The latest Royal Bank of Scotland (RBS) Report on Jobs has revealed that hiring activity rose again, with quicker upturns in both permanent placements and temporary billings recorded amid reports that firms were adapting to restrictions and beginning to fill roles.
Demand for permanent staff increased for the first time in a year. The supply of permanent candidates dipped slightly, however, with panellists commenting that a number were reluctant to pursue new roles due to heightened uncertainty. The permanent candidate availability index registered below the neutral 50 mark, signalling the first reduction in permanent staff supply for nine months.
Recruiters across Scotland noted the latest rise in the number of temp vacancies, which was sharp against a backdrop of layoffs prompting more people to seek roles – and extending the current sequence of increase to five months. Demand for temp staff rose at a quicker pace than in January.
Turning to pay, starting salaries rose at a much slower pace and neared stagnation, while the rate of temp wage inflation also eased since January.
Following modest increases in the previous two months, the seasonally adjusted permanent salaries index registered only just above 50 in February – while there was a third consecutive monthly increase in temporary wages across Scotland.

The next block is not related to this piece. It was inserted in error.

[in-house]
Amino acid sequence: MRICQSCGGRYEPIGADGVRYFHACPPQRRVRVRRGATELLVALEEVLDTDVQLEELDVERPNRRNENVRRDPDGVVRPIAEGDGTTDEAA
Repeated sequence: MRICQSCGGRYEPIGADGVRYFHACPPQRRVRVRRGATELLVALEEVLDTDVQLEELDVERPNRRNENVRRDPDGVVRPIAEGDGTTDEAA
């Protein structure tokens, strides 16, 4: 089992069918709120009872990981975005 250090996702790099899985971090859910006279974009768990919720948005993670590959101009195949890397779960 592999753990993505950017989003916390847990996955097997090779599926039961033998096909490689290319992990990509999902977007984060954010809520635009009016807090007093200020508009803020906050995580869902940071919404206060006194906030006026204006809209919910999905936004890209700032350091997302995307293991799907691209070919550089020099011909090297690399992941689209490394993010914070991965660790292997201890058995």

Sebastian Burnside, chief economist at RBS, said: “February data provided further positive signs for the Scottish labour market, as hiring activity continued to rise despite ongoing lockdown measures. Moreover, the upturns in both temp billings and permanent placements gathered pace on the month.
“With firms finding ways to continue operations in spite of restrictions, demand for workers increased during February, a clear sign that Scottish businesses are beginning to focus on growth opportunities when measures are eased.
“All in all, this is good news for job seekers. With more roles available, we should see further increases in placements over the coming months and if the trend continues, the labour market will make good progress in its recovery.”